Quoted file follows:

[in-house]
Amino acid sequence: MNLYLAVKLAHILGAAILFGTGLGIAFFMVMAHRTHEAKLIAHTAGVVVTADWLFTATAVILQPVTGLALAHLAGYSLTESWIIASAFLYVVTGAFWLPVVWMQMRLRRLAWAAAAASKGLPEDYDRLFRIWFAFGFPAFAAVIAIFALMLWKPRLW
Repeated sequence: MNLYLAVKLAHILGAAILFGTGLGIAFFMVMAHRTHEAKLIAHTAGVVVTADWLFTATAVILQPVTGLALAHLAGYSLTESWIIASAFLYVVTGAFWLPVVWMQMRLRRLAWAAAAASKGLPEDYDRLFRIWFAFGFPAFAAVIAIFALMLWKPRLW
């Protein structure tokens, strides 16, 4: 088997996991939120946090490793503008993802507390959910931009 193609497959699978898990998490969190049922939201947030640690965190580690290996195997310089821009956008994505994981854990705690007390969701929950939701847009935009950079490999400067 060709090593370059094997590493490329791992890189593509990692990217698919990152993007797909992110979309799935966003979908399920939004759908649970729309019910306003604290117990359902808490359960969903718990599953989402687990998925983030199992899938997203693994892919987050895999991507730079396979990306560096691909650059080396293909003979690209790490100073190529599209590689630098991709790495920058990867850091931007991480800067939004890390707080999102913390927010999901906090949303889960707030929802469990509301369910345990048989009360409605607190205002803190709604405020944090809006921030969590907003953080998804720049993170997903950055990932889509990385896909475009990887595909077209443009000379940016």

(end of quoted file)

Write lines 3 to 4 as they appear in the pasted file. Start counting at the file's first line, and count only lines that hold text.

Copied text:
Repeated sequence: MNLYLAVKLAHILGAAILFGTGLGIAFFMVMAHRTHEAKLIAHTAGVVVTADWLFTATAVILQPVTGLALAHLAGYSLTESWIIASAFLYVVTGAFWLPVVWMQMRLRRLAWAAAAASKGLPEDYDRLFRIWFAFGFPAFAAVIAIFALMLWKPRLW
């Protein structure tokens, strides 16, 4: 088997996991939120946090490793503008993802507390959910931009 193609497959699978898990998490969190049922939201947030640690965190580690290996195997310089821009956008994505994981854990705690007390969701929950939701847009935009950079490999400067 060709090593370059094997590493490329791992890189593509990692990217698919990152993007797909992110979309799935966003979908399920939004759908649970729309019910306003604290117990359902808490359960969903718990599953989402687990998925983030199992899938997203693994892919987050895999991507730079396979990306560096691909650059080396293909003979690209790490100073190529599209590689630098991709790495920058990867850091931007991480800067939004890390707080999102913390927010999901906090949303889960707030929802469990509301369910345990048989009360409605607190205002803190709604405020944090809006921030969590907003953080998804720049993170997903950055990932889509990385896909475009990887595909077209443009000379940016």